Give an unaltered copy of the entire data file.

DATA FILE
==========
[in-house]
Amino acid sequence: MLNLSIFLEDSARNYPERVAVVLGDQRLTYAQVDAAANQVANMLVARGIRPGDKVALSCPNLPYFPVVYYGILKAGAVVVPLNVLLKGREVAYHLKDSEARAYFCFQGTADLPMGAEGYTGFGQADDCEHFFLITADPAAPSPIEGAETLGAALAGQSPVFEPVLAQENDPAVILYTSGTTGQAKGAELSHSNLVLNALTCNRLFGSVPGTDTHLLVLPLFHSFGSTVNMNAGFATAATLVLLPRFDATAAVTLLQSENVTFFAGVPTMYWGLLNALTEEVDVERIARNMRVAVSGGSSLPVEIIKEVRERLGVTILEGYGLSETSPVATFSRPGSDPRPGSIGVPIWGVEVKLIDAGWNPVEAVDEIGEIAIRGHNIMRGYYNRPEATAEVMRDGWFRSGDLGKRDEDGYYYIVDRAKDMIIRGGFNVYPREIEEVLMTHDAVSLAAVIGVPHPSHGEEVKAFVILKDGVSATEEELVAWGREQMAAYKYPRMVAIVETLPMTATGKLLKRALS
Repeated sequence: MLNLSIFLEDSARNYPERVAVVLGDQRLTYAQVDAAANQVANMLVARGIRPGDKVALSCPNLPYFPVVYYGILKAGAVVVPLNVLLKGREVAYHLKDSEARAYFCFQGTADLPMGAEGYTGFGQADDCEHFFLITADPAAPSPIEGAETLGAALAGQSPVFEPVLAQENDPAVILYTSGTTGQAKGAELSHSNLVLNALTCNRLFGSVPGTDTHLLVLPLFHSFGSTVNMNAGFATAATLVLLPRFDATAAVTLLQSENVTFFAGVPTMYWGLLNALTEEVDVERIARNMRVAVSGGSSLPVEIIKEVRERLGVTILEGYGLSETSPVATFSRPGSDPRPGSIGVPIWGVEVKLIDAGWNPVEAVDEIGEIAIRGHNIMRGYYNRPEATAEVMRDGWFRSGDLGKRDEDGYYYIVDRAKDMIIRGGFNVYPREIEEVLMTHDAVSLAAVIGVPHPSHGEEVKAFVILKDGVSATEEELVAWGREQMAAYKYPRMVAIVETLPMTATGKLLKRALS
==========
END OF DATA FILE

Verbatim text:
[in-house]
Amino acid sequence: MLNLSIFLEDSARNYPERVAVVLGDQRLTYAQVDAAANQVANMLVARGIRPGDKVALSCPNLPYFPVVYYGILKAGAVVVPLNVLLKGREVAYHLKDSEARAYFCFQGTADLPMGAEGYTGFGQADDCEHFFLITADPAAPSPIEGAETLGAALAGQSPVFEPVLAQENDPAVILYTSGTTGQAKGAELSHSNLVLNALTCNRLFGSVPGTDTHLLVLPLFHSFGSTVNMNAGFATAATLVLLPRFDATAAVTLLQSENVTFFAGVPTMYWGLLNALTEEVDVERIARNMRVAVSGGSSLPVEIIKEVRERLGVTILEGYGLSETSPVATFSRPGSDPRPGSIGVPIWGVEVKLIDAGWNPVEAVDEIGEIAIRGHNIMRGYYNRPEATAEVMRDGWFRSGDLGKRDEDGYYYIVDRAKDMIIRGGFNVYPREIEEVLMTHDAVSLAAVIGVPHPSHGEEVKAFVILKDGVSATEEELVAWGREQMAAYKYPRMVAIVETLPMTATGKLLKRALS
Repeated sequence: MLNLSIFLEDSARNYPERVAVVLGDQRLTYAQVDAAANQVANMLVARGIRPGDKVALSCPNLPYFPVVYYGILKAGAVVVPLNVLLKGREVAYHLKDSEARAYFCFQGTADLPMGAEGYTGFGQADDCEHFFLITADPAAPSPIEGAETLGAALAGQSPVFEPVLAQENDPAVILYTSGTTGQAKGAELSHSNLVLNALTCNRLFGSVPGTDTHLLVLPLFHSFGSTVNMNAGFATAATLVLLPRFDATAAVTLLQSENVTFFAGVPTMYWGLLNALTEEVDVERIARNMRVAVSGGSSLPVEIIKEVRERLGVTILEGYGLSETSPVATFSRPGSDPRPGSIGVPIWGVEVKLIDAGWNPVEAVDEIGEIAIRGHNIMRGYYNRPEATAEVMRDGWFRSGDLGKRDEDGYYYIVDRAKDMIIRGGFNVYPREIEEVLMTHDAVSLAAVIGVPHPSHGEEVKAFVILKDGVSATEEELVAWGREQMAAYKYPRMVAIVETLPMTATGKLLKRALS